Wait! You want me to work?

I mentioned last week that I spent a couple of evenings sitting in the green room waiting for Jonathan, being apparently invisible, overhearing lots of conversations. I was trying to read my book, but there was one woman in particular who seemed to want to be sure that every single person in that very large room was listening to her. And I was about five feet away.

Her first topic was the job that her daughter had recently quit at a moderately high end accessory store because she felt like they were making unreasonable demands. My attention was caught because I am well-acquainted with the store and the employees. It has extremely low turnover; there are several people working there who have been there for six or seven years.

This daughter, who is 20 and "had a little trouble" and is "taking some time off" from college, quit what can only be described as a pretty cushy gig--as retail goes--because she was expected, on the nights she closed, to clean the bathroom. One toilet, one sink, one mirror. And her mother agreed with her that that was an unreasonable expectation. The mother went on to complain that many nights her daughter ended up spending half of the evening "dusting and straightening." And she didn't "raise her to grow up to be a cleaning lady." Plus, "she just wasn't having fun."

 Oh, where to start? How 'bout with the attitude that certain work is "beneath" a person? I have heard this quite a bit in the last year, mostly from young people or their parents, but also--more than once--from Boomers. I find it unfathomable and more than a little annoying. Unfathomable, at least in part, because it was ingrained in me that, if you need money, you work. And that all work, done well, has value. Work is good; not evil.

I probably react somewhat on a personal level, too, because I have done the jobs that so many spoiled teens and self-important Boomers seem to find distasteful. I've worked fast food (and cleaned the bathroom.) I've worked in large and small retail establishments (and cleaned the bathrooms.) I worked in the college food service, much of that time in the dishroom. I've worked in a movie theater (and cleaned the bathrooms.)  I bartended and waitressed and cleaned LOTS of things worse than a bathroom. I've cleaned houses.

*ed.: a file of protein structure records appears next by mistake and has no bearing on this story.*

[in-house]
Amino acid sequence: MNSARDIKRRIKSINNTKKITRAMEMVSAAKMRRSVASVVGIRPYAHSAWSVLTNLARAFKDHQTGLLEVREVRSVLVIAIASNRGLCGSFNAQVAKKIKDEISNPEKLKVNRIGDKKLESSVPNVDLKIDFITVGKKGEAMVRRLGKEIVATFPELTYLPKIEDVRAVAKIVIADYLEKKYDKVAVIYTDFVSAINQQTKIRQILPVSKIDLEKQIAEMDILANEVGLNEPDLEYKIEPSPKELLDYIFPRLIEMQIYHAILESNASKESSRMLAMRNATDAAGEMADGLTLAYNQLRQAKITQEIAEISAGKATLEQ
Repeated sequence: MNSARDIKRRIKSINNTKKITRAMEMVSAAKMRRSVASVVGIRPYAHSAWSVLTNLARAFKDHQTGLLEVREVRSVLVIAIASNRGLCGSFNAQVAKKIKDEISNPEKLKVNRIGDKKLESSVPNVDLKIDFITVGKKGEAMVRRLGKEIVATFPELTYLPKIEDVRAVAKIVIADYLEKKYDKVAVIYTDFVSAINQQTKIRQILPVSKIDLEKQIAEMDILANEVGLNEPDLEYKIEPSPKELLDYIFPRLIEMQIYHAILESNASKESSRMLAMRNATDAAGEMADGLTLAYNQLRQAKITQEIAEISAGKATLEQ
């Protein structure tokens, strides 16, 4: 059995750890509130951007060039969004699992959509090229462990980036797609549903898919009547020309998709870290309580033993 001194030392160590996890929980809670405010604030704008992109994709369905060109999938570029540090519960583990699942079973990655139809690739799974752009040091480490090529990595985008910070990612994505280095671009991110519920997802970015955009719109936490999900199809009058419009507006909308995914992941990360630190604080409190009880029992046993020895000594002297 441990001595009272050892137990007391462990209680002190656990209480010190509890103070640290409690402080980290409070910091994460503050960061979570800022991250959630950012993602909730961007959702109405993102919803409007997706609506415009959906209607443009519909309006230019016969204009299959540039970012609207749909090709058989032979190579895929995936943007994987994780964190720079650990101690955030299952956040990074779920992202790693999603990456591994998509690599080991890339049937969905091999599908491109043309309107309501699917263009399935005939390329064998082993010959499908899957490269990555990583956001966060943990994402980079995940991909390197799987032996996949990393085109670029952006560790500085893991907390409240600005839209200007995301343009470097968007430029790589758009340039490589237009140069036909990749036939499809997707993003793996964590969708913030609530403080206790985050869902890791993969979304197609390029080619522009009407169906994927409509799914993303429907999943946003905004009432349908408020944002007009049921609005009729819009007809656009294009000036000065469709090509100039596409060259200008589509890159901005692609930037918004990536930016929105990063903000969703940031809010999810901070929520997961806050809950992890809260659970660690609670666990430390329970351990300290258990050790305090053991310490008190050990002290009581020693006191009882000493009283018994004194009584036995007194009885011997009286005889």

Oh yeah! I almost forgot: I was a real estate agent for three years, and in our smallish office we all took turns cleaning the bathroom.

Most of those jobs weren't fun. Sure, I had fun while I was doing them, because that's who I am. But they weren't fun jobs.I worked hard and went home exhausted. But I did them because I needed money. When I was in high school I wanted to put gas in my car and buy clothes and pizza. When I was in college I wanted spending money, clothes, books, and gas for my car. After I was married there were bills to pay and later a family to help support while my husband earned a master's degree. And then there were piano lessons and soccer teams and books and....

Right now, I'm fortunate. I have a part time job as our church secretary that is mostly fun. I'd rather not have to work, but it is paying most of our oldest son's college tuition, so it's worth it. But, if our circumstances changed, I would do what I needed to do, including clean toilets.

I don't believe that there is never a good reason to quit a job. I quit a pretty cushy one once because my boss wanted me to lie to customers. I encouraged my daughter to quit one because she had an abusive boss and it was affecting her health. But bringing kids up to think that they are too good to do certain work isn't doing them any favors.

More from the green room next post.